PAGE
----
We found a gravestone, so weathered that no one knew to whom it belonged and thus, I reasoned, no family could object to us sitting on the horizontal slab at its base and sorting out Sid’s problem. Before I had chance to ask a question, she produced an envelope with neat Vera writing on it, addressed to Sidonie Watkins and delivered by palm. My heart sank. From the envelope, Sid withdrew a piece of gilded card, now totally crumpled from having been so ferociously scrunched in a sweaty hand. My tummy groaned as my heart fell far enough to hit it.

Lady Vera Ashington requests the company of Miss Sidonie Watkins and partner for the Butts Hunt. Dress – men scarlet and ladies in black hunting.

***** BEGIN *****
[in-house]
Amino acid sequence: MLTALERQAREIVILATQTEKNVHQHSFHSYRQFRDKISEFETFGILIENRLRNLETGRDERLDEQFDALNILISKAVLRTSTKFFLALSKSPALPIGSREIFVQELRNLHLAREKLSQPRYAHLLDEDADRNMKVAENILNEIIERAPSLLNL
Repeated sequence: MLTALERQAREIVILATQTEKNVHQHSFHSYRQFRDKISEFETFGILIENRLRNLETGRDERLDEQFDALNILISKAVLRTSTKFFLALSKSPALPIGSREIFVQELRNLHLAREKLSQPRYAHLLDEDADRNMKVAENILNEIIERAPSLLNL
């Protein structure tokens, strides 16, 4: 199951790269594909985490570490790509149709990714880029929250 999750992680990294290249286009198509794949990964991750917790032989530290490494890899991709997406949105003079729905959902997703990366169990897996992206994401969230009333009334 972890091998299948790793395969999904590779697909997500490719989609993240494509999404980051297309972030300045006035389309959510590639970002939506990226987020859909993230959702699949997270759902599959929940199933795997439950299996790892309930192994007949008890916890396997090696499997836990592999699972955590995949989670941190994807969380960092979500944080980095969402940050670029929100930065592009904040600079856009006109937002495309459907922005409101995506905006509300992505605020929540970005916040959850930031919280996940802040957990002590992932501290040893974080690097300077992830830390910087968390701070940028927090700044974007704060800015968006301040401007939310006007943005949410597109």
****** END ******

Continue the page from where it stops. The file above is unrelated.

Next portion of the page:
And for the Hunt Ball. Start 8pm, Ashington Hall Ballroom.

Sid regained her composure enough to release a string of invective.

‘How could she do this to me? She knows I’ll be a laughing-stock for the whole evening. All I wanted was to walk round the paddock on one of her woofty fucking horses for a quarter of an hour, not join the bloody hunt. She hasn’t even bothered to get my name right!’

I tried to calm her by stroking her arm, but she burst into tears again.

‘This isn’t like Vera. We must be missing something,’ I tried to reason.

This isn’t like Sid either. What is going down?

‘It is like Lady Ashington, though. They are all the same, screaming ‘Mine mine!’ all the time. They couldn’t share a turd with one of us in case we got something out of it. Just a simple ride round the paddock Millie. She’s humiliating me now and will embarrass me next week. She’s loving this. Keep the serfs in their place.’